Leading Article: The bright side of Italy's crisis

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The Independent Online
THERE are two ways of responding to the Italian crisis, which will pass through a critical moment today when the embattled Prime Minister, Giuliano Amato, faces a vote of confidence in parliament. One is to lament the chaos induced by the collapse of the old system. The other is to cheer the fragile buds of reform as they push through the rubble. Both views are valid, but unfashionable optimism has a fair chance of being vindicated.

Of course, the chaos is real enough, and damaging while it lasts. The political system has virtually collapsed under the impact of corruption charges that have swept through parliament, local government and the upper reaches of the main parties. The economy is in deep trouble, burdened by uncompetitive state industries and a huge budget deficit that puts it beyond resuscitation by the small firms that once provided its life-blood. The lira is lower than ever. The country is suffering, and so is the European Community, which can ill afford a black hole where one of its larger members ought to be making a political contribution.

Yet the news is not all bad. Italy's system of government had outlived its usefulness. The dominance of the Christian Democrats seemed unavoidable throughout the Cold War because they provided the only alternative to the largest Communist party in Western Europe. Corrupt though the party was, it did not stifle economic growth, largely because Italians learnt to work their way through and round the system, exploiting its loopholes and conniving in its peculiar practices. The collapse of Communism has ended the need to put up with all this, while the onset of a colder economic climate has made it essential to reform the economy. Italy can no longer afford the luxury of a large state sector run by political appointees, a creaky bureaucracy, a pervasive system of political patronage, an over-confident Mafia, widespread tax evasion and an electoral system that produces weak and wobbly coalitions.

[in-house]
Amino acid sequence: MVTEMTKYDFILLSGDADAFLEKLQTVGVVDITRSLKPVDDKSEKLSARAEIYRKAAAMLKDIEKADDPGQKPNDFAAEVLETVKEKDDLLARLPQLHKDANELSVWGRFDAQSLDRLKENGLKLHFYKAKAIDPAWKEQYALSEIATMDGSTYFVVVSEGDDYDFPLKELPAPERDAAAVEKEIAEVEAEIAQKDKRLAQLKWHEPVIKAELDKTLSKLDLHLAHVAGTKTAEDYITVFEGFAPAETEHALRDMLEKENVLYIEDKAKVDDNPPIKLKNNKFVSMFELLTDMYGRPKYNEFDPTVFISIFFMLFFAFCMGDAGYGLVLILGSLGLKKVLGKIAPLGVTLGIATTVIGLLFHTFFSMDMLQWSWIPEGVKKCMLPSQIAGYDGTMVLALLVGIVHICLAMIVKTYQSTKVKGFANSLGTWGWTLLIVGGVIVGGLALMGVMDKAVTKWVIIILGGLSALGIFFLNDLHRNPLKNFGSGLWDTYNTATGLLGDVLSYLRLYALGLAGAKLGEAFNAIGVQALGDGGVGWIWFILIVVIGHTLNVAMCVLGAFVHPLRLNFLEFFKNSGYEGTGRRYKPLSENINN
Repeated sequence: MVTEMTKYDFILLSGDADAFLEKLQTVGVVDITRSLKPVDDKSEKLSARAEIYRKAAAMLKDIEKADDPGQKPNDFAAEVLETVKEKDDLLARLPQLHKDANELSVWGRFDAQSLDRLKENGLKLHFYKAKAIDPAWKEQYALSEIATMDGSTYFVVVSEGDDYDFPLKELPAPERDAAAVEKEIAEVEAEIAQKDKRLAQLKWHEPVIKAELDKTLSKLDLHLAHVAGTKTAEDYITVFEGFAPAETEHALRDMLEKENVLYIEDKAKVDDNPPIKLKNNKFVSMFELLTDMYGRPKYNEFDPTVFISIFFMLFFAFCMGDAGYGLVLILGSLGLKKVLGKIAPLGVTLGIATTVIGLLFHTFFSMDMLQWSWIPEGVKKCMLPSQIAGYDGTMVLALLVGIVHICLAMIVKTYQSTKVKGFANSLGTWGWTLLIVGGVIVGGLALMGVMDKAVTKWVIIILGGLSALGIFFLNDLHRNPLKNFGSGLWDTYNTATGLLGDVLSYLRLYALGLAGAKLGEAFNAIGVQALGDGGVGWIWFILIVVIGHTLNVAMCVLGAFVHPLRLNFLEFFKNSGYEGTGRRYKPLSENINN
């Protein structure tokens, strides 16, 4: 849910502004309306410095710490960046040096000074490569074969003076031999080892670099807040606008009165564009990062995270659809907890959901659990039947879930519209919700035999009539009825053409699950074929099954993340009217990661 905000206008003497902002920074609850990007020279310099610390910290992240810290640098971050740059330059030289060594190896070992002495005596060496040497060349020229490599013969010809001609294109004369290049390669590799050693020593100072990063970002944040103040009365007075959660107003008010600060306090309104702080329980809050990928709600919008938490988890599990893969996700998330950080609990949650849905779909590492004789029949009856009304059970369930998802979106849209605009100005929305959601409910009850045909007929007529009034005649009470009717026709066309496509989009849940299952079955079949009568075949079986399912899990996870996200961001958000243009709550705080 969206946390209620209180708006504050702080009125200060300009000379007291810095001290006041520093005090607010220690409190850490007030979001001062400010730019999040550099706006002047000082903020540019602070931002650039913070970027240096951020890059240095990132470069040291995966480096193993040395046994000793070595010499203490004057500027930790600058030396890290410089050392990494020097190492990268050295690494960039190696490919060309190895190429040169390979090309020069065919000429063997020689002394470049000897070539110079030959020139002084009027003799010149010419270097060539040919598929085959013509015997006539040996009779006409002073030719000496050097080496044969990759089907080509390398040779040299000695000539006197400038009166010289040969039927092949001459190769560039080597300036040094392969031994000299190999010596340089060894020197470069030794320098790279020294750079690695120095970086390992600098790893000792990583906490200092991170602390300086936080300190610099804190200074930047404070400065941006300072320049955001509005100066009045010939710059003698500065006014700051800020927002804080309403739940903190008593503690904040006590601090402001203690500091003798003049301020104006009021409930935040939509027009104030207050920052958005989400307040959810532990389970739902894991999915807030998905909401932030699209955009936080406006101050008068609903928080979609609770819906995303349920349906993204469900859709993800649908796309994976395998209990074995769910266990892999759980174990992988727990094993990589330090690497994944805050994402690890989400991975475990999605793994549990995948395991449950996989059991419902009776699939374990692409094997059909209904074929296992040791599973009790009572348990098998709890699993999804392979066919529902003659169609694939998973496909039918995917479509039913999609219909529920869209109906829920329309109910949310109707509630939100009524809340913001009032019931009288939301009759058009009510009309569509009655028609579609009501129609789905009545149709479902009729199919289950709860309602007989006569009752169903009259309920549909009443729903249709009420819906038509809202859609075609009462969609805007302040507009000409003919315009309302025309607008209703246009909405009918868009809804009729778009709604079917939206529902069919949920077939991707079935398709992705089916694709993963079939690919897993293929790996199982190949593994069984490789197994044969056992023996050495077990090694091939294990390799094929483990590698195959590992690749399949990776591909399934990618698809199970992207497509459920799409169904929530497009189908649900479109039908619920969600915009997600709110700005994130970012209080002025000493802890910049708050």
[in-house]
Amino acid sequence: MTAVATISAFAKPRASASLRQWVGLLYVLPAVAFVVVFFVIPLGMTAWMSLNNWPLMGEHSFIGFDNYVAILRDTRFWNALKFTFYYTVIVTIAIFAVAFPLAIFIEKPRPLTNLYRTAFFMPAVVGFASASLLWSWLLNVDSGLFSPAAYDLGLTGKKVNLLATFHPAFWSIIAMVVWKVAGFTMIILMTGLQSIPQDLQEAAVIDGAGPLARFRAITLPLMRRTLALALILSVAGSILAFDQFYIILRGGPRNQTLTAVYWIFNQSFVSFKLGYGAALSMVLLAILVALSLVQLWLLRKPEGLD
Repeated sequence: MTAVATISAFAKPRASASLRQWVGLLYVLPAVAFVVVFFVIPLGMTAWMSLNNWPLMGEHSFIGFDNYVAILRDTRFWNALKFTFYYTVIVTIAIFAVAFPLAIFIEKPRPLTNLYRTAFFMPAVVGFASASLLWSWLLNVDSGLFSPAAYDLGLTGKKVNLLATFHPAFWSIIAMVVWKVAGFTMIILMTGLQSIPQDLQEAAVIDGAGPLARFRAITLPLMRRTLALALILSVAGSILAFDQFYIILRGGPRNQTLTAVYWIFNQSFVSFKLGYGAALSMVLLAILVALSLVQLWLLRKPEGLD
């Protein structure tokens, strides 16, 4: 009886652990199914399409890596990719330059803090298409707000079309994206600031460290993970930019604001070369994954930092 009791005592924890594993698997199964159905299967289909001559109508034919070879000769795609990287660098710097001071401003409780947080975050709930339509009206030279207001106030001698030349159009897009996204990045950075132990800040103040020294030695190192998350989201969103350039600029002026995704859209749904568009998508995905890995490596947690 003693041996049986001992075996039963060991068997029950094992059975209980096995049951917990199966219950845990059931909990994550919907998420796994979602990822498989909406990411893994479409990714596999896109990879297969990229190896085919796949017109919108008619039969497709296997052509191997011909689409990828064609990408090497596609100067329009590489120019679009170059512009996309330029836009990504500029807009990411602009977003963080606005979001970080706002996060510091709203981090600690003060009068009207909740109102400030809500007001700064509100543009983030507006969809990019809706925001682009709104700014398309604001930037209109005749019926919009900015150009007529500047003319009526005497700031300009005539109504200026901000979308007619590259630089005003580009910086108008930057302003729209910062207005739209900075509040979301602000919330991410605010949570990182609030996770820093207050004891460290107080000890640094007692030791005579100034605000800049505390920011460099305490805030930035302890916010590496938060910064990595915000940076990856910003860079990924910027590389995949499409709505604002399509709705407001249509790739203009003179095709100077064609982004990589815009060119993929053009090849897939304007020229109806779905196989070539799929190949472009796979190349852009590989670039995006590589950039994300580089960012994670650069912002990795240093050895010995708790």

The country is, however, lucky enough to have a population that is now demanding change and a prime minister who is doing his best to respond. Mr Amato is struggling to privatise state industries, reduce corruption and tax evasion, reform the welfare state and encourage constitutional change. Naturally, he is running into heavy opposition. His latest crisis is the result of his efforts to sack a Christian Democratic minister, Giuseppe Guarino, who has been blocking privatisation (state industries have long provided the party with a rich source of patronage and funds).

Mr Amato's best ally is the evidence that an election held under the present system would produce a massive vote of no confidence in the larger parties with corresponding support for all the regional and extremist groups that have been harvesting the protest vote. The result would be still greater fragmentation and chaos. He may therefore scrape by today. He certainly deserves to do so, for no one else on the scene looks better qualified to push through the necessary reforms and set the scene for elections under a new system. If he is defeated, the next incumbent will have a still more difficult task. In the meantime Italy's resilience under stress, its struggle to shake off the past, its mobilisation of popular support for change, deserve as much attention as the failures of the system that is now dying.

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